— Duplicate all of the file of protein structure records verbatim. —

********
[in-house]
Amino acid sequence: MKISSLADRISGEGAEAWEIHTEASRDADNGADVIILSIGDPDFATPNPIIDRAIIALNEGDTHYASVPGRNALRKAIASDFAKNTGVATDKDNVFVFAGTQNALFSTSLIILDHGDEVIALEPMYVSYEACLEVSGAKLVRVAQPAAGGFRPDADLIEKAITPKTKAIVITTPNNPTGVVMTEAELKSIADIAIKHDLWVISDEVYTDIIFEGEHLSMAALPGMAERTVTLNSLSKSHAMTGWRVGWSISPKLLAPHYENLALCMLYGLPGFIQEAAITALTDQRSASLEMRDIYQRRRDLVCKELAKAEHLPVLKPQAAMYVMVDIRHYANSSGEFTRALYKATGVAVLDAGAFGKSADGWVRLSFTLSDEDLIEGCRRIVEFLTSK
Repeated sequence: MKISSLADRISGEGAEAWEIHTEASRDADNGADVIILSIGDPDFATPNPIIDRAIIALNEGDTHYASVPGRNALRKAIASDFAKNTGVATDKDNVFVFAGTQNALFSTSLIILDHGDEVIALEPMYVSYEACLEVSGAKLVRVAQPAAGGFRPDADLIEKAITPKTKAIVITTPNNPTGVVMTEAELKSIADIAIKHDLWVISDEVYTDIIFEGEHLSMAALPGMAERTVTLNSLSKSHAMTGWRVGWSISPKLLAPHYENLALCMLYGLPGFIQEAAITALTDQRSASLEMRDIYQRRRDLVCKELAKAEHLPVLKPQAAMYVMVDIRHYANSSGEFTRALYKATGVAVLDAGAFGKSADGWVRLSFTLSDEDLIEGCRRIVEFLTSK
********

[in-house]
Amino acid sequence: MKISSLADRISGEGAEAWEIHTEASRDADNGADVIILSIGDPDFATPNPIIDRAIIALNEGDTHYASVPGRNALRKAIASDFAKNTGVATDKDNVFVFAGTQNALFSTSLIILDHGDEVIALEPMYVSYEACLEVSGAKLVRVAQPAAGGFRPDADLIEKAITPKTKAIVITTPNNPTGVVMTEAELKSIADIAIKHDLWVISDEVYTDIIFEGEHLSMAALPGMAERTVTLNSLSKSHAMTGWRVGWSISPKLLAPHYENLALCMLYGLPGFIQEAAITALTDQRSASLEMRDIYQRRRDLVCKELAKAEHLPVLKPQAAMYVMVDIRHYANSSGEFTRALYKATGVAVLDAGAFGKSADGWVRLSFTLSDEDLIEGCRRIVEFLTSK
Repeated sequence: MKISSLADRISGEGAEAWEIHTEASRDADNGADVIILSIGDPDFATPNPIIDRAIIALNEGDTHYASVPGRNALRKAIASDFAKNTGVATDKDNVFVFAGTQNALFSTSLIILDHGDEVIALEPMYVSYEACLEVSGAKLVRVAQPAAGGFRPDADLIEKAITPKTKAIVITTPNNPTGVVMTEAELKSIADIAIKHDLWVISDEVYTDIIFEGEHLSMAALPGMAERTVTLNSLSKSHAMTGWRVGWSISPKLLAPHYENLALCMLYGLPGFIQEAAITALTDQRSASLEMRDIYQRRRDLVCKELAKAEHLPVLKPQAAMYVMVDIRHYANSSGEFTRALYKATGVAVLDAGAFGKSADGWVRLSFTLSDEDLIEGCRRIVEFLTSK